That’s some pretty extraordinary growth. And that youth demographic is, I would imagine, culturally, we’re going to see some pretty big impacts over the next 10-15 years with that many young people kind of coming of age, and into the workforce, and as consumers. I’m curious about innovation in the region. At Signal we have focused on several continents and large regions like China or Latin America, where there are some specific innovations happening. Are there innovations specific to Africa, or particular geographic regions of Africa that you might note?
Coming back to that issue of smartphones and connectivity, the smartphone has made a platform for all kinds of innovation. I mean, our lives are defined by them. And that is the same for individual Africans. But it makes, for example, fintech platforms a reality. So financial inclusion is happening over the phone. And you see that because half of all mobile money subscription or mobile money accounts in the world are in African markets. And so mobile money has been a huge innovation. You see the majority of the venture capital that is going from the US to African markets being focused on fintech players. Being able to move money across borders with less friction. And you see that overall, innovation with things like telehealth, and education, and gaming, and all of that kind of venture-backed asset-light industry is really built on the back of this connectivity. So the biggest hubs for it are Nigeria, Egypt, South Africa – large markets where there are many, many entrepreneurs and the venture capital hubs are focused in those places.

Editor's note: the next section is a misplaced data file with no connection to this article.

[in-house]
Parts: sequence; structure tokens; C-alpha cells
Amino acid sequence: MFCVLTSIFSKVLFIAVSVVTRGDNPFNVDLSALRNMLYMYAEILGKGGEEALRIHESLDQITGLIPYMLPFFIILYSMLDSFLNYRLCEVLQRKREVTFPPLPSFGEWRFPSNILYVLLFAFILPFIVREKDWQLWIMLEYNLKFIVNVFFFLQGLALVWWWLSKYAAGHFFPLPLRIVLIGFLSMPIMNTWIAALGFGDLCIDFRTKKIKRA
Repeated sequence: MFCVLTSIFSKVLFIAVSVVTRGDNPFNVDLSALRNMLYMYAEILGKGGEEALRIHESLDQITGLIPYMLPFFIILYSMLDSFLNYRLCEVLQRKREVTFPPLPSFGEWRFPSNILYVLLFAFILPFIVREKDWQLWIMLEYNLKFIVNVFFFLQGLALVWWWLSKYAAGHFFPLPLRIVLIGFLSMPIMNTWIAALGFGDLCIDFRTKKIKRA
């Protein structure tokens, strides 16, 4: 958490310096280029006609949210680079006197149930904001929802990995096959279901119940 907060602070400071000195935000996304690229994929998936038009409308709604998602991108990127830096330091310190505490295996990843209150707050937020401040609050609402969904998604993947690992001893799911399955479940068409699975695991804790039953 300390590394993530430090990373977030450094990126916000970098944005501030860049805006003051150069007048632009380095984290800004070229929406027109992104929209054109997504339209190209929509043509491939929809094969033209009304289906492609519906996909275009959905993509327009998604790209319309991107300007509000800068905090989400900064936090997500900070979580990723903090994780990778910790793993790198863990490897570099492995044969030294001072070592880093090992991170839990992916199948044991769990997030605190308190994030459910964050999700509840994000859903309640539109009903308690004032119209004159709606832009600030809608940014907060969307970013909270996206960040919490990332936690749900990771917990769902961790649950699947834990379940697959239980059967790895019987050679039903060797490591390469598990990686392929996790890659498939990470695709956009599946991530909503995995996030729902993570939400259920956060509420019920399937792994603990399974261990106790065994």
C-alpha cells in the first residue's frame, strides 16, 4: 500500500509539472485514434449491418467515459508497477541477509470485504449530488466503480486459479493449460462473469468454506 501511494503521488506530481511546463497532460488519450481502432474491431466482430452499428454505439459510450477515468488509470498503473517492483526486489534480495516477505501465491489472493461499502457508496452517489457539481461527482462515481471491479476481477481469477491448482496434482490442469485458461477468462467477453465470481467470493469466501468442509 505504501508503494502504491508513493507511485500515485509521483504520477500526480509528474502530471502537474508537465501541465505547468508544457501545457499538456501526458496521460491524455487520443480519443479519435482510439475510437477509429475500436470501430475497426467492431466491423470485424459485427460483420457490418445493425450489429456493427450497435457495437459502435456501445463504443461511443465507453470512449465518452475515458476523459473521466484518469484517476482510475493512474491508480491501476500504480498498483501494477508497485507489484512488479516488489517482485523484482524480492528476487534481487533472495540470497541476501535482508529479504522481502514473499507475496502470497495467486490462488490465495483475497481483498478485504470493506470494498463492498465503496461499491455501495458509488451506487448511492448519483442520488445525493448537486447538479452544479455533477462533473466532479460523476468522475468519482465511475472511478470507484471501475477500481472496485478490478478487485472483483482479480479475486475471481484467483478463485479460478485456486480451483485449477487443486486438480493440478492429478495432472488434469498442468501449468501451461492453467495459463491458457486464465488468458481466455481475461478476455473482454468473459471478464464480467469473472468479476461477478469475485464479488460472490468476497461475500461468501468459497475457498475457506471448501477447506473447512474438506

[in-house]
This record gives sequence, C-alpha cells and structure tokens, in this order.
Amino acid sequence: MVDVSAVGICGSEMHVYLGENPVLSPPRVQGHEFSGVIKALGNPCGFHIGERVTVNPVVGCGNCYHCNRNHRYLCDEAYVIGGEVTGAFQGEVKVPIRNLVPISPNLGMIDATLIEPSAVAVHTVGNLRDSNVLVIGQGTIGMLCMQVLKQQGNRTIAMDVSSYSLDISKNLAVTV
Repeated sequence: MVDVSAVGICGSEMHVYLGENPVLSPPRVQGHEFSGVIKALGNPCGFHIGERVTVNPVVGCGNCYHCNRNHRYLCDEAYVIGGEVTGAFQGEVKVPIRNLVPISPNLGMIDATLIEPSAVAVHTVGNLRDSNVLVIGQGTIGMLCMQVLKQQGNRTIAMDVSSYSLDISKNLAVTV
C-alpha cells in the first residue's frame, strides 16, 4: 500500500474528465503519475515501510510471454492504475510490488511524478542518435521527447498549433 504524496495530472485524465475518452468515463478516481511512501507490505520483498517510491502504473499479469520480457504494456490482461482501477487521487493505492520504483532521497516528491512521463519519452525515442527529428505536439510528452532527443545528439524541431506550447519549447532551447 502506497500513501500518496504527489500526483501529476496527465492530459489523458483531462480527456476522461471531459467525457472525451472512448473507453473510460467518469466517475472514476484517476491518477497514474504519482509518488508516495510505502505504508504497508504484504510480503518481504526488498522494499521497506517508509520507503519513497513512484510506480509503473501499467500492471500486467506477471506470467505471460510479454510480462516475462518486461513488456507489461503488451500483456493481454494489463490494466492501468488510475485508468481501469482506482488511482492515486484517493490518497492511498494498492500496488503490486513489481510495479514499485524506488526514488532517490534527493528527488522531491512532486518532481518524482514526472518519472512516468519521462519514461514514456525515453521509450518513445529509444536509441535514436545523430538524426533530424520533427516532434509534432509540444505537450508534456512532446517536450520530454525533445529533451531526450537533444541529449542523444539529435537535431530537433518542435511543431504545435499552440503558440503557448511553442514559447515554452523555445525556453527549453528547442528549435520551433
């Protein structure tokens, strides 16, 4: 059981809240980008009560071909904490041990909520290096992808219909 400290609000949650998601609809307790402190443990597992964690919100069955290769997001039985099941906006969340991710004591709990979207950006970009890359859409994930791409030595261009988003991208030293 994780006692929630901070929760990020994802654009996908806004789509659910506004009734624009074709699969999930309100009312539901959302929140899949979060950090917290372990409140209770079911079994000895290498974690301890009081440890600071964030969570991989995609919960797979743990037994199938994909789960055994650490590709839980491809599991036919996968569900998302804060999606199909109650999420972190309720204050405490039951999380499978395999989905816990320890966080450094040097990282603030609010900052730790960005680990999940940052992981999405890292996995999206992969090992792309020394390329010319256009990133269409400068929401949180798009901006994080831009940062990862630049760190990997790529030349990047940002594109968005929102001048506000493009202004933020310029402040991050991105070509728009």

Is that also true for the consumer market? From a large company point of view, how does the African continent break down in terms of understanding it as a consumer market? I imagine it’s not just one large market. There’s probably sectors. How do you think about it?